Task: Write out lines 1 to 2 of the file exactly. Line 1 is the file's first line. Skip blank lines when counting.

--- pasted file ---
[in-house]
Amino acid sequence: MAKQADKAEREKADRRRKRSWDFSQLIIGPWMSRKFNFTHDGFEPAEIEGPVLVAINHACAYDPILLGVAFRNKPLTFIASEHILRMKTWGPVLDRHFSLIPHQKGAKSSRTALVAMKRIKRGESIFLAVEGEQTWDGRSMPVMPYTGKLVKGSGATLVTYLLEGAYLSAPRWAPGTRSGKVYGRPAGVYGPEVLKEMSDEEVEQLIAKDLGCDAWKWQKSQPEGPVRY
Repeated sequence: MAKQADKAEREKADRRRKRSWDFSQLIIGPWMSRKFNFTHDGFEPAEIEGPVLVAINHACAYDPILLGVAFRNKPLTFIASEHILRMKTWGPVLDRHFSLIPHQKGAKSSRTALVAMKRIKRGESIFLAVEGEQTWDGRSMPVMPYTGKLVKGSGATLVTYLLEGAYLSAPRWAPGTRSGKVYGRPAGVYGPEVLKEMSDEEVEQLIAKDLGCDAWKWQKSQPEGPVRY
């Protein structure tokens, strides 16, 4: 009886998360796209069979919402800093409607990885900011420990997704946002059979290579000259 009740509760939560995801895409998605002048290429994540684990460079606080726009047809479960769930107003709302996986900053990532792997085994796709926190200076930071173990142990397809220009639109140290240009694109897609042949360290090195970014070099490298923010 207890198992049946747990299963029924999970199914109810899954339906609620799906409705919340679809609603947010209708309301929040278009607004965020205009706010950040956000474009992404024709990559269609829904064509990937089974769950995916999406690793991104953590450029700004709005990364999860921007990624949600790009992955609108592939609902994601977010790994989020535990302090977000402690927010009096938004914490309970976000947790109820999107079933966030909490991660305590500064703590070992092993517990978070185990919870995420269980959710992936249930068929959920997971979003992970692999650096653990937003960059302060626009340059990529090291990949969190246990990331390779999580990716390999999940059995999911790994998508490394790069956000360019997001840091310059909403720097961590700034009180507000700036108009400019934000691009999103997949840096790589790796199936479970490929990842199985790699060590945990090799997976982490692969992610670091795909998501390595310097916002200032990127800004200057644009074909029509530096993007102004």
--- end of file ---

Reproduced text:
[in-house]
Amino acid sequence: MAKQADKAEREKADRRRKRSWDFSQLIIGPWMSRKFNFTHDGFEPAEIEGPVLVAINHACAYDPILLGVAFRNKPLTFIASEHILRMKTWGPVLDRHFSLIPHQKGAKSSRTALVAMKRIKRGESIFLAVEGEQTWDGRSMPVMPYTGKLVKGSGATLVTYLLEGAYLSAPRWAPGTRSGKVYGRPAGVYGPEVLKEMSDEEVEQLIAKDLGCDAWKWQKSQPEGPVRY